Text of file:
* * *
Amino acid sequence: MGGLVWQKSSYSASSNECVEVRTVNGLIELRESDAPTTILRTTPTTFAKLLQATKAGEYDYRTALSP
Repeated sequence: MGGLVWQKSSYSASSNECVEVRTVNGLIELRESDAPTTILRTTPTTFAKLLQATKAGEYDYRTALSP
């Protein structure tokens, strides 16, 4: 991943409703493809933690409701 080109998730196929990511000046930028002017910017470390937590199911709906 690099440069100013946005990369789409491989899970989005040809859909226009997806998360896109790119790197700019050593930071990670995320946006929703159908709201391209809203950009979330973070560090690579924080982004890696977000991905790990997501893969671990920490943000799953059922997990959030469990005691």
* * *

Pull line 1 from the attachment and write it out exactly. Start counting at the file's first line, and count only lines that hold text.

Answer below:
Amino acid sequence: MGGLVWQKSSYSASSNECVEVRTVNGLIELRESDAPTTILRTTPTTFAKLLQATKAGEYDYRTALSP